In Part Two (the “Faith” part), the content is obvious and specific.

The book is “gleefully illustrated” (the publisher’s words but I concur) by Wally Badgett, Bob Black, Don Gill, Dave Holl, Charlie Marsh, Herb Mignery and Bill Patterson.  Fifty-six pages.  Recommended!

Hardcover Book:  ISBN 978-0-939343-62-1; $21,95 + s/h through baxterblack.com or call 1-800-654-2550.

©2016, Rick Huff

 

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Jared Rogerson, Heaven

Rogerson’s fourth CD release continues to justify his slogan “Cowboy Music From The New West,” and he is living proof that our definition of Western Music must hinge on lyric content rather than instrumentation or style.

His “Life’s Too Short Not To Rodeo” is Country Rock musically and it includes the classic Western theme of the city-bound guy opting for the “gentle” bucking arts.  “When it’s Rainin’ Cowboys” describes a tough night at the rodeo.  Tracks that fall squarely into the contemporary Americana category are also present. Most of the songs are Rogerson writes and co-writes, with covers of two songs written by CD co-producer Brenn Hill (“Pictures In The Fire” and “Cowboy Singer Too,” a valid comment on certain Western festivals’ bars for qualifying).  “Why Wyoming” is a wonderfully eerie sung conversation/duet with Devin Rae about a spiritual need to relocate.

Jared Rogerson represents the new “Western.”  Whether you would call his output by that name or not, you need to come to terms with it one way or the other.  Twelve  tracks.  Recommended.

CD:  $18 + $2 s/h through jaredrogerson.com, downloads through most online sources or mail order from Roughstock Records, PO Box 2071, Riverdale, WY  82941.

©2016, Rick Huff

 

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Floyd Beard,  Short Grass Country

A fine writer and reciter, Floyd Beard offers us another collection of top-drawer cowboy thoughts and delivery.

“If I’ve got any pull I’ll pray that old bull will throw calves of ‘The Buyer’s Type,’” Beard writes in the poem bearing that title.  With equally apt turns of phrase, (and with considerable bravery…considering…), he brings us “One Size Fits All,” an account of his wife’s, er, adventures getting’ dressed to go dancin’.  With a different kind of “bravery” he engages in Spanish dialect humor in the novelty “Papa Noel.”  I’ll let that one sit with you where it will.  A nice appreciation of the solitary cowboy life can be found in “Ain’t A Hermit” and the flip side of it is illustrated in “A Cowboy’s Life Is The Easy Life” (as in “ya gotta be freakin’ kiddin’ me”)!  Butch Hause also provides sensitive guitar support, making this a well produced package.

Covers of others’ works include Luther Lawhon’s “The Good Old Cowboy Days,” E.A. Brininstool’s “Where The Sagebrush Billows Roll,” Sunny Hancock’s “The Bear Tale” and Banjo Patterson’s “Man From Snowy River.”  Nice collection!  Eighteen tracks.

CD:  $15 + $3 s/h from Short Grass Studios, PO Box 124, Kim, CO  81049; floydbeardcowboy.com.

©2016, Rick Huff

 

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Teresa Burleson, The Calf Book

Poet Teresa Burleson is no stranger to either the Western life or to Western audiences.  Her newest release offers more of her views of the former to the latter.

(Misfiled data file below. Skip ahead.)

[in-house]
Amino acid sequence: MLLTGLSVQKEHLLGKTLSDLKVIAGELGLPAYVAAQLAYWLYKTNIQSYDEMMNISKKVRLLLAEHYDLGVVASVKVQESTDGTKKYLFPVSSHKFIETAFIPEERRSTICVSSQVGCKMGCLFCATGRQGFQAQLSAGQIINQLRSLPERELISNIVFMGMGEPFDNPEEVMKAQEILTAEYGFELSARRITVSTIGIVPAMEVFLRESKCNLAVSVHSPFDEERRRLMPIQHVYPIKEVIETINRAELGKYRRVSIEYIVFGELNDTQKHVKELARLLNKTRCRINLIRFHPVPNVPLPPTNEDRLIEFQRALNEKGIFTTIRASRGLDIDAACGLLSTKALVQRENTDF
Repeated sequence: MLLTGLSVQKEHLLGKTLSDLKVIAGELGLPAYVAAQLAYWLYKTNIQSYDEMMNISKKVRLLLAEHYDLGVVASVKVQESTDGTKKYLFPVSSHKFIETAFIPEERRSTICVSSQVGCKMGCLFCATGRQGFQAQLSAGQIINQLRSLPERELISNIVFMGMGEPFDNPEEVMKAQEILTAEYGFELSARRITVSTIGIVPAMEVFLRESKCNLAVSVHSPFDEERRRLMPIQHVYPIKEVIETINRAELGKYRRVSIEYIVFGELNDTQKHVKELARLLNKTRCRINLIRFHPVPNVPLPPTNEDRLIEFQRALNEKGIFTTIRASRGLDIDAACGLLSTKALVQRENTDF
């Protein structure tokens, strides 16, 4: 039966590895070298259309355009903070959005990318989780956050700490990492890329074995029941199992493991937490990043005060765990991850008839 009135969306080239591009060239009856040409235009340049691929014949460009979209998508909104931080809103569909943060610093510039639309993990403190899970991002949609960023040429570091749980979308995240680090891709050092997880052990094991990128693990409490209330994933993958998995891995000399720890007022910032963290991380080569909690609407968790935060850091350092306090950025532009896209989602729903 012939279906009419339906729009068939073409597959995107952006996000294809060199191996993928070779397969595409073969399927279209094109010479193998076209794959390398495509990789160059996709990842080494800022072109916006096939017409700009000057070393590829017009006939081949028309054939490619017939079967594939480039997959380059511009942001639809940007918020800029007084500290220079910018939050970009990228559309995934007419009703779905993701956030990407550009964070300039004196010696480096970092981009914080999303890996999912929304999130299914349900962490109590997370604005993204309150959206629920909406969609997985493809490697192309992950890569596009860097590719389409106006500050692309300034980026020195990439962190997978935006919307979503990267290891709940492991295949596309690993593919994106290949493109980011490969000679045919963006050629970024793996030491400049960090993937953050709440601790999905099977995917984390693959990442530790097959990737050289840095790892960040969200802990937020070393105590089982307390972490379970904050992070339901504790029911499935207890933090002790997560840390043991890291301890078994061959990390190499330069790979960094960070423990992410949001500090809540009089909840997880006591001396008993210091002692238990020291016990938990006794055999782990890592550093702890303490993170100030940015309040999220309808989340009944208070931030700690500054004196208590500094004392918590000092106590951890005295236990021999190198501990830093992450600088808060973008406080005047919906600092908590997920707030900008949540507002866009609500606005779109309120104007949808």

In “Cowgirl Way” she clearly states and demonstrates that strength comes in different dressing, but also she affirms making a hand doesn’t mean she hands off her feminine side.  The title track “The Calf Book” illustrates it all comes out in the wash, and that is the problem, unfotunately!  In “The Message” she arguably equates the shameful Indian betrayal with loss of rights today. And a particular turn of phrase from “Gettin’ Lucky” caught my ear:  “Visions of cowboys two-stepped in their heads.”  Covers include Luke Reed’s “One-Eyed Jack”;  Larry McWhorter’s brief but dead-on “Therapy”; and on Daron Little’s “The Bell Song” the CD engineer happened to record Burleson singing part of the words she intended to only recite and blended singing with recitation together in post.  Good capture!

Some friends help on the album with music intros and outros.  They include Aarom Meador (guitar/mandolin/Native flute), Devon Dawson (drum/Scottish bodran) and Kristyn Harris (fiddle).  Eleven tracks.

CD:  teresaburlesoncowgirlpoet.com

©2016, Rick Huff

 

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Curio Cowboys, Rose Of Old Pawnee

This group has a unique and ongoing preservationist mission.  That would be to bring the earliest style of Western Swing forward, with all its quaintly rowdy and somewhat disjointed quirkiness.  So here, straight from what could have been an Edison cylinder or pancake-thick 78 rpm recording, is the newest recording from the Curio Cowboys.

The collection celebrates some of the many early Fred Rose songs, including some from the period he used the pseudonym “Floyd Jenkins.”  Rose became known later to another generation for such standards as “Kaw-liga,” “Roly Poly,” “Take These Chains From My Heart” and “Blue Eyes Cryin’ In The Rain.”  He also was responsible for the now standardized arrangement of “Cattle Call.”

Pick tracks in the style include “Rootie Tootie,” “Low & Lonely,” “I Can’t Go On This Way,” “Home In San Antone,” “Deed I Do,” “Blues In My Mind” and the instrumental “Deep Henderson.”  Jordan Ripley’s vocal on “Deed I Do” is a nice plus and she and husband Byron (from The Tumbleweeds) do the honors on “Texarkana Baby” to its benefit.